Solar energy is becoming more realistic every day. For our region, the most efficient use of this resource is for heating water. Tankless systems are gaining popularity, but The Cliffs Cottage has an alternative solution. With two small solar panels on the roof above the kitchen, the sun heats water before it hits the tank in the basement. That way, you’re not using electricity to heat cool water; you only expend energy to heat water that falls below your preset temperature. This could mean free hot water most of the year.
You Can: Use The Solar Estimator at www.findsolar.com to determine the potential savings in your home made by installing a solar system.
This should be a no-brainer, but you’d be surprised at the homes built today using less responsible products.
The Cliffs Cottage incorporates double-insulated windows and doors, Icynene insulation, and spider fiberglass insulation made from recycled material to create a draft-free home. By sealing the ductwork properly and balancing the system, Furman is not wasting energy to condition air in the basement or attic. The interiors team selected appliances for their efficiency. For aesthetics, solid shades on decorative lighting hide compact fluorescent bulbs.
You Can: Have your ductwork inspected and sealed if necessary. Balance your heating-and-cooling system. At up to a 40% energy savings by fixing an inefficient and leaking system, you’ll easily offset the expense of the work.
Part of the process of designing and building a Green home is researching locally available materials and selecting those
that reduce waste and help you build a better house.
Local is easy. In the case of The Cliffs Cottage, the stone on the exterior was quarried from the nearby mountains. Cabinets came from neighboring Tennessee. They were shipped flat to save on transportation costs and were assembled on-site. By buying local, you can help reduce emissions and support your local economy.
The framing of this house is a combination of products from iLevel by Weyerhaeuser. Unlike conventional lumber, iLevel reduces waste by using more of the tree, keeping the builder from having to discard or pick through bad lumber. When the experts at iLevel estimated our plans, they came up with about 9% in material savings compared to using conventional lumber. The benefit: a better built house and, with an anti-mold and mildew coating on the lumber, a healthier home.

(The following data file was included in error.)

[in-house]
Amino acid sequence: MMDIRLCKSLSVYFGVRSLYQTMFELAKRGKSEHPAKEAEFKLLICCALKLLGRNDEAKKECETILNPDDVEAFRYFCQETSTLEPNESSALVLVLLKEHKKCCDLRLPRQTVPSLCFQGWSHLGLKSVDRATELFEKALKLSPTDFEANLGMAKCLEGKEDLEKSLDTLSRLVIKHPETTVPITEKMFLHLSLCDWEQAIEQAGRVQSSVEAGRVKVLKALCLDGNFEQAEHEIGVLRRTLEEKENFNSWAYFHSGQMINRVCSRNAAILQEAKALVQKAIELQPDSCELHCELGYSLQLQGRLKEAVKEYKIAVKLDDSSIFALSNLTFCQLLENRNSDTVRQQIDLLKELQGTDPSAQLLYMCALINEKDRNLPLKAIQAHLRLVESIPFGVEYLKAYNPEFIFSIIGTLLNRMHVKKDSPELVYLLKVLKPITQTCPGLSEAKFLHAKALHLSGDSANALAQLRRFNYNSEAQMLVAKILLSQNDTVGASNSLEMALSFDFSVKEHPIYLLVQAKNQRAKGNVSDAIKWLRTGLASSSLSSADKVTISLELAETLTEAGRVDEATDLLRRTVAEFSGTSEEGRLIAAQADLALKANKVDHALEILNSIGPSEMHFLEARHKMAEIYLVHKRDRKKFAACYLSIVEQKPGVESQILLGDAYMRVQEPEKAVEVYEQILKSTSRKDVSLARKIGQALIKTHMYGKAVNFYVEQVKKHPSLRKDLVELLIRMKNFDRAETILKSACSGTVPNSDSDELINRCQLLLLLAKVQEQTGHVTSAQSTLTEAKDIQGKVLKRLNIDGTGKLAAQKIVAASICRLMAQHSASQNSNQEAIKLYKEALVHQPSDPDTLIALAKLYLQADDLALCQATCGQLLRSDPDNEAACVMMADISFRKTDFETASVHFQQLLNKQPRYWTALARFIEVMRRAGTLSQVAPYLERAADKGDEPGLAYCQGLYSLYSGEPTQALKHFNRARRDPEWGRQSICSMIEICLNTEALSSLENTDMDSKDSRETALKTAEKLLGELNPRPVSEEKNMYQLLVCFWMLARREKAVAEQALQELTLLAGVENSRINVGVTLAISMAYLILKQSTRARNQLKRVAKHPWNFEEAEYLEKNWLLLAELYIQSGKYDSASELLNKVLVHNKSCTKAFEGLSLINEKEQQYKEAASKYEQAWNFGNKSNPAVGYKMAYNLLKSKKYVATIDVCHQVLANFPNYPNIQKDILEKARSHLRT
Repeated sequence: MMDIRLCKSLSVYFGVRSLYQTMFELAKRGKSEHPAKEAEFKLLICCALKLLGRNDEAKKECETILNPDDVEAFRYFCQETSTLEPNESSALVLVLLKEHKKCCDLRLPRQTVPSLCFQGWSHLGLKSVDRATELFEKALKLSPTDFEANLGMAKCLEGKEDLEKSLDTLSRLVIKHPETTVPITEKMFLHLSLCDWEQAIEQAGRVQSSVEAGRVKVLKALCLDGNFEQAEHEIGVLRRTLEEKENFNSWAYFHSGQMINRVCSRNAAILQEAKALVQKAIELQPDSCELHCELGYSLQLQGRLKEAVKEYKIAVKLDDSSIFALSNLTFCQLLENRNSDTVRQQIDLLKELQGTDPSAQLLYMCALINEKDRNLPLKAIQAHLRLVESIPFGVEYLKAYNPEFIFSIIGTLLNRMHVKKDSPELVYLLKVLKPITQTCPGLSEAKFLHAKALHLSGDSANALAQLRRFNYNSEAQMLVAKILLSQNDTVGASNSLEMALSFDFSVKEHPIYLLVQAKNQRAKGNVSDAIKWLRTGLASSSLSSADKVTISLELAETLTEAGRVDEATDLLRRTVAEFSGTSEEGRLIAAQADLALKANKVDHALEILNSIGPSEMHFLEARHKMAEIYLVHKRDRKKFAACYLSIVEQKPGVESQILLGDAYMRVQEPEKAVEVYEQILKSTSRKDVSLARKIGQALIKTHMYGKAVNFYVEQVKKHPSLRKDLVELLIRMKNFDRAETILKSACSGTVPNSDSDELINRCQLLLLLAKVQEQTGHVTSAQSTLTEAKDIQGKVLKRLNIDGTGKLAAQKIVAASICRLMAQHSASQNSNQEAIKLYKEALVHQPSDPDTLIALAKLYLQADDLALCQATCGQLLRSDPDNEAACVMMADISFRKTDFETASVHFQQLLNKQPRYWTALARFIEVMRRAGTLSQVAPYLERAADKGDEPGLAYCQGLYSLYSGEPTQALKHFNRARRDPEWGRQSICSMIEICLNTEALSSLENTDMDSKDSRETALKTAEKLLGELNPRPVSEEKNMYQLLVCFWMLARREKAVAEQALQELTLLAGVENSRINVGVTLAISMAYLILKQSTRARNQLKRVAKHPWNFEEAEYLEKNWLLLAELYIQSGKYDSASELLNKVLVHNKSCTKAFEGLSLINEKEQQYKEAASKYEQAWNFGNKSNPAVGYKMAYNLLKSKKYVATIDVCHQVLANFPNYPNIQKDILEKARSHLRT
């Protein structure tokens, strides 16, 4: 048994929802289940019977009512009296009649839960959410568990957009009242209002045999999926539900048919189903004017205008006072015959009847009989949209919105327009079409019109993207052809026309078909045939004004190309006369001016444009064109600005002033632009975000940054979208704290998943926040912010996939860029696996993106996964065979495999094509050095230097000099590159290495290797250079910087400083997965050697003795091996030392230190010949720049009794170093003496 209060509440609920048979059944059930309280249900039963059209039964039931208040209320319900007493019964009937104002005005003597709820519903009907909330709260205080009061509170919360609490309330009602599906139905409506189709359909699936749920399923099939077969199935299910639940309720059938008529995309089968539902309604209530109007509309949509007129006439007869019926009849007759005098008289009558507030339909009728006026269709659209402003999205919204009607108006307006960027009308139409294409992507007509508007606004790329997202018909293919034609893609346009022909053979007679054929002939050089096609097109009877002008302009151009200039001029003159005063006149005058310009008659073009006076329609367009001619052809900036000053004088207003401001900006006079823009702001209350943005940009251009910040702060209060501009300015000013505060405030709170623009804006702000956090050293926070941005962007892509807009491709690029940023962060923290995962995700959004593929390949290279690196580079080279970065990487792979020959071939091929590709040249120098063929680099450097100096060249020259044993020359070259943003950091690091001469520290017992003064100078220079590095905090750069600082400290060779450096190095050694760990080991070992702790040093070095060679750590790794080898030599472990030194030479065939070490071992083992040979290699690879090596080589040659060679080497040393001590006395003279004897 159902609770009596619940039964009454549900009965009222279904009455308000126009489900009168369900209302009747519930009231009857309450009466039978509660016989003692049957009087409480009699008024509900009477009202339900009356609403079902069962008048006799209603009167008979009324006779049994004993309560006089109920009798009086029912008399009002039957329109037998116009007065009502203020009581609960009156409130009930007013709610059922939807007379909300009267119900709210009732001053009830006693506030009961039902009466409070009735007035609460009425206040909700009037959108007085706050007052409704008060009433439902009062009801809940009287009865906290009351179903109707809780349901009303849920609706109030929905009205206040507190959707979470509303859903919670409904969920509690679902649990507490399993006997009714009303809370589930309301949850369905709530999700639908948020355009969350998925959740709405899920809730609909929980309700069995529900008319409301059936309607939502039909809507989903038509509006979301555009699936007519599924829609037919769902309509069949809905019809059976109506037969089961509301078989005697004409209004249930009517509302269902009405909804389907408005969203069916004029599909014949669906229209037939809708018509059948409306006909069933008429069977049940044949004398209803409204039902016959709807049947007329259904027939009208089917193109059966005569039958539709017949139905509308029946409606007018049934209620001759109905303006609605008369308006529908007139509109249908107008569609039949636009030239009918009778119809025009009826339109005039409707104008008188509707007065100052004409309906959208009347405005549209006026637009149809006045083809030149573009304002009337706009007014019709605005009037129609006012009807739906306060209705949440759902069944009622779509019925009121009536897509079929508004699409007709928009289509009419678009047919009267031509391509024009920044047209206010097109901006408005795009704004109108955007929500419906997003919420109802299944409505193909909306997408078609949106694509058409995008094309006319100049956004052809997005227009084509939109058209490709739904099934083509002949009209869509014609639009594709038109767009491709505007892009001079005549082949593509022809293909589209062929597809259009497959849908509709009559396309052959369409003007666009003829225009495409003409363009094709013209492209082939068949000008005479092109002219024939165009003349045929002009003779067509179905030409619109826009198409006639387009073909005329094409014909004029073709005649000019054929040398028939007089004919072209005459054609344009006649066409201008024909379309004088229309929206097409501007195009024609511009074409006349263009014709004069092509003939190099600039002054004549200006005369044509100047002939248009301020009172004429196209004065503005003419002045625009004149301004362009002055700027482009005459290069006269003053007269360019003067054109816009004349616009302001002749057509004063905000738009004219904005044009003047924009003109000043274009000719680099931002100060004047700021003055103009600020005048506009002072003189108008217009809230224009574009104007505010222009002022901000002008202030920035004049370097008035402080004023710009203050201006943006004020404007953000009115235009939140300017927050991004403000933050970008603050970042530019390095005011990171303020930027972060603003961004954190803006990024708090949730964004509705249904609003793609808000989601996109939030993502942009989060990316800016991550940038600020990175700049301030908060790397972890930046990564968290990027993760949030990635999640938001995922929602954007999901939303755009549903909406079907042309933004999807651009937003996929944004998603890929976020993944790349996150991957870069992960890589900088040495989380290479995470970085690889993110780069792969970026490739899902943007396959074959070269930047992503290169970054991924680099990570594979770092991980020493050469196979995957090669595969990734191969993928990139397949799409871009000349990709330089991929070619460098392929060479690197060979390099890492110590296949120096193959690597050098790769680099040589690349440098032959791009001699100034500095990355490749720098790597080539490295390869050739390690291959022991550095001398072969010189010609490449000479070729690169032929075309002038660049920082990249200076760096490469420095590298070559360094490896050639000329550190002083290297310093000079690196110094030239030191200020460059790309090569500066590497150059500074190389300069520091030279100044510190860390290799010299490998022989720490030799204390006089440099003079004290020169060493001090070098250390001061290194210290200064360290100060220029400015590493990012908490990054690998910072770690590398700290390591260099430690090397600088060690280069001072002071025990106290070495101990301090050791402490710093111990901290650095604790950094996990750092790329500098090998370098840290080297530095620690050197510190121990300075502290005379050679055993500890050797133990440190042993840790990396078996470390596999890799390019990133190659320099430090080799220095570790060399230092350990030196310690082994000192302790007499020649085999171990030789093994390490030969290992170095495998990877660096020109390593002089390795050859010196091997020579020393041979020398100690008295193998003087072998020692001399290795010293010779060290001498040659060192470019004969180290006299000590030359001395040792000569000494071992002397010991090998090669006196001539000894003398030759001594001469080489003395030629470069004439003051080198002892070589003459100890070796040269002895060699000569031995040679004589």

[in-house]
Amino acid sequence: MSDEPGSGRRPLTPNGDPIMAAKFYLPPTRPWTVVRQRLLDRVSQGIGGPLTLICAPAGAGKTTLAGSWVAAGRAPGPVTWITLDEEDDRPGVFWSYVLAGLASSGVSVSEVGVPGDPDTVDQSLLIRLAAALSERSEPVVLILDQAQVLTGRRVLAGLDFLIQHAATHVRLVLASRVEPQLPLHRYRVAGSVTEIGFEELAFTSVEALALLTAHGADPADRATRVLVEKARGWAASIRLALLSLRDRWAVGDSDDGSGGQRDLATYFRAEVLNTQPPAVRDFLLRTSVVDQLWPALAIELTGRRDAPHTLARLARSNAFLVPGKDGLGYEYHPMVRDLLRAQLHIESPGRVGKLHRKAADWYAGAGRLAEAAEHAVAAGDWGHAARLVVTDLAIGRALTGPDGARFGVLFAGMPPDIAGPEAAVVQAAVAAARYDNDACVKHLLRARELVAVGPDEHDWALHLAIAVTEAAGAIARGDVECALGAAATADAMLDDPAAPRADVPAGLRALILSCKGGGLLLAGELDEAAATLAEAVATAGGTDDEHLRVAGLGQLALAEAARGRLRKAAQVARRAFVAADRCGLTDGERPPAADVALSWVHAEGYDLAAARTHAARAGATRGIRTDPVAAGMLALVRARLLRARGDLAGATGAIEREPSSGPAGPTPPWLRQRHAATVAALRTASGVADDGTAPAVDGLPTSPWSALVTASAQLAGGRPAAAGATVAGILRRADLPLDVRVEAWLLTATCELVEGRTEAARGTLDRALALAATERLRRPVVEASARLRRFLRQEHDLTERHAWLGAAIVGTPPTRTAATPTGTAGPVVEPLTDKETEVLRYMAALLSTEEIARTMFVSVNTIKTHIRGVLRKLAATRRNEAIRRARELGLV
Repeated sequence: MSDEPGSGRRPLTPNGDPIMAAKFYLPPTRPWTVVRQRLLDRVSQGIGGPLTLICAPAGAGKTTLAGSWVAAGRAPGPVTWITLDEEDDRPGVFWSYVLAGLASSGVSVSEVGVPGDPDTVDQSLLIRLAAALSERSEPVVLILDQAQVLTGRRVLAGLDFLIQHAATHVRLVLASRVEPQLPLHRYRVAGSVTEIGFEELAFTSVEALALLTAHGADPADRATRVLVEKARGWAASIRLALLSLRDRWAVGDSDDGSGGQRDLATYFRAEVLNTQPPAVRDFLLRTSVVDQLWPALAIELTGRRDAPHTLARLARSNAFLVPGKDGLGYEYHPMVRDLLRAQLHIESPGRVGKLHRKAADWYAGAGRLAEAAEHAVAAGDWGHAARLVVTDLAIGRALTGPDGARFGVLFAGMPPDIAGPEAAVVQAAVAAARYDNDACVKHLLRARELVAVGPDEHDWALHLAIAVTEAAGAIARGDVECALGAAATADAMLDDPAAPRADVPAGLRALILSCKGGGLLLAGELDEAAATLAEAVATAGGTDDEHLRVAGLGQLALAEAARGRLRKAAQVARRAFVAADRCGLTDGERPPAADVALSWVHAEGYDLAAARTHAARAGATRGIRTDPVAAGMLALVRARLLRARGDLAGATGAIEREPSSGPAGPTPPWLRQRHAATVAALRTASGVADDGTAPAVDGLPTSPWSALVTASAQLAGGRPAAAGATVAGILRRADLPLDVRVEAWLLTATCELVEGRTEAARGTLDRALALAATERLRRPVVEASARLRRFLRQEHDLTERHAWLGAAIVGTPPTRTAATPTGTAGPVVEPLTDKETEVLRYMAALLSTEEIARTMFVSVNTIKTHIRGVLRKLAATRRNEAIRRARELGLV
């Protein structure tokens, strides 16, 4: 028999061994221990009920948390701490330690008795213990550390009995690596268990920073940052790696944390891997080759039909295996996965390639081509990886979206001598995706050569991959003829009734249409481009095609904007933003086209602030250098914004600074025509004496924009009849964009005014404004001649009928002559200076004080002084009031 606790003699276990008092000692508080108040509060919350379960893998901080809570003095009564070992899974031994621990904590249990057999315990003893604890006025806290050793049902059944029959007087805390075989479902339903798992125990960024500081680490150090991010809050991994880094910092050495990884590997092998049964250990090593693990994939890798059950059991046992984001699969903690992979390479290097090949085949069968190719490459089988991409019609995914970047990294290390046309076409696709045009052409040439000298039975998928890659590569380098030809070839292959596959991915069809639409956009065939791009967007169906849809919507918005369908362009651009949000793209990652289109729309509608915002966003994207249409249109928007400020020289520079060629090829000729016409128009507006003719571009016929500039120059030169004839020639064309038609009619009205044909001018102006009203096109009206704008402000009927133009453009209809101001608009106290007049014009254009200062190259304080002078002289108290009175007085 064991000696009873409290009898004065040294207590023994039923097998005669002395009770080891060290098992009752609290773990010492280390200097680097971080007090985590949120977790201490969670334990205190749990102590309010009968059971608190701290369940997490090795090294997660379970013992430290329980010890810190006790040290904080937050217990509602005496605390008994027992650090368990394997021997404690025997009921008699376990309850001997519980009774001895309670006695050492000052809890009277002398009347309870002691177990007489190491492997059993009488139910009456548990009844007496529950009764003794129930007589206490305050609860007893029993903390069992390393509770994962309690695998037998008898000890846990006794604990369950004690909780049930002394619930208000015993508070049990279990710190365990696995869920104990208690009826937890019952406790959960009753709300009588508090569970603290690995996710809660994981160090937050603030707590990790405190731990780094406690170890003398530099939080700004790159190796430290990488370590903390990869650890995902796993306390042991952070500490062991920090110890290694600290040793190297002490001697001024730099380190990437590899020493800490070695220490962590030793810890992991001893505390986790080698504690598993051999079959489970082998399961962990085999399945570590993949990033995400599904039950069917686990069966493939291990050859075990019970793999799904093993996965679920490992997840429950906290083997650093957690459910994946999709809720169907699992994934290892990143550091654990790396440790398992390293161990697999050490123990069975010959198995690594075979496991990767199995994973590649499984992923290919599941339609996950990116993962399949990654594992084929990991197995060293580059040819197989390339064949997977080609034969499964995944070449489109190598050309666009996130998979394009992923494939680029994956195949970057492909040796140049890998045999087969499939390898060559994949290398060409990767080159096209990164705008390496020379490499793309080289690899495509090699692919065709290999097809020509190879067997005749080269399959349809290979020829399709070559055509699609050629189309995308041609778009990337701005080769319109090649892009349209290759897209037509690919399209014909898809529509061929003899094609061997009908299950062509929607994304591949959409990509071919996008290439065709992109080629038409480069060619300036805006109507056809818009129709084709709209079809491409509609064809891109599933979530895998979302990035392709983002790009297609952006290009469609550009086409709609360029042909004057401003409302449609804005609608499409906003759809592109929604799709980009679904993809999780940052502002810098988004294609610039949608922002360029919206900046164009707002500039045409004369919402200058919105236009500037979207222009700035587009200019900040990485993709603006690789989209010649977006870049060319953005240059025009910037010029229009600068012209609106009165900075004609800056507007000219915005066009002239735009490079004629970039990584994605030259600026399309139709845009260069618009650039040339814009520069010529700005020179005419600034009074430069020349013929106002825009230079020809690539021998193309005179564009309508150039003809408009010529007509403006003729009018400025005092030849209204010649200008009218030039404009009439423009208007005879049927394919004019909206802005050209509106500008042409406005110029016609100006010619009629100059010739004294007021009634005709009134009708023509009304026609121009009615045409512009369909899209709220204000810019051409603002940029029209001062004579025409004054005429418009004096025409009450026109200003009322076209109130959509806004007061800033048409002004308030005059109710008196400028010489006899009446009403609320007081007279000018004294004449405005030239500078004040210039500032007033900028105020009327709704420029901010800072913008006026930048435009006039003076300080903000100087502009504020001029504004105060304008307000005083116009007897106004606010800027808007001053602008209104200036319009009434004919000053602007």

You Can: Research, research, research. Put as much care into selecting the materials you can’t see, such as lumber and insulation, as you do into those you can see, such as stone and cabinetry.
Linda and Adrienne also wanted to link the house back to the Furman campus. They took inspiration from an adjacent Japanese
garden and mixed traditional furnishings with contemporary details. The furniture comes from a number of sources. Some pieces
are antique or vintage―the original recycled product―and others are made from reclaimed wood, but the majority is from nearby
North Carolina furniture companies committed to manufacturing in environmentally sensitive ways.
For flooring, they chose fast-growing yet durable bamboo and then selected a dark stain to keep the house from looking too contemporary. Selecting a prefinished floor helps keep smelly stains and sealers from being used inside. Adrienne and Linda used natural tile and tile with recycled content, and they chose locally formed concrete countertops for the kitchen.
You Can: Look for furniture made with FSC- or SFI-certified lumber, soy-based cushions, organic fabrics, and recycled content.
Meet the team and partners who made The Cliffs Cottage our most innovative house ever.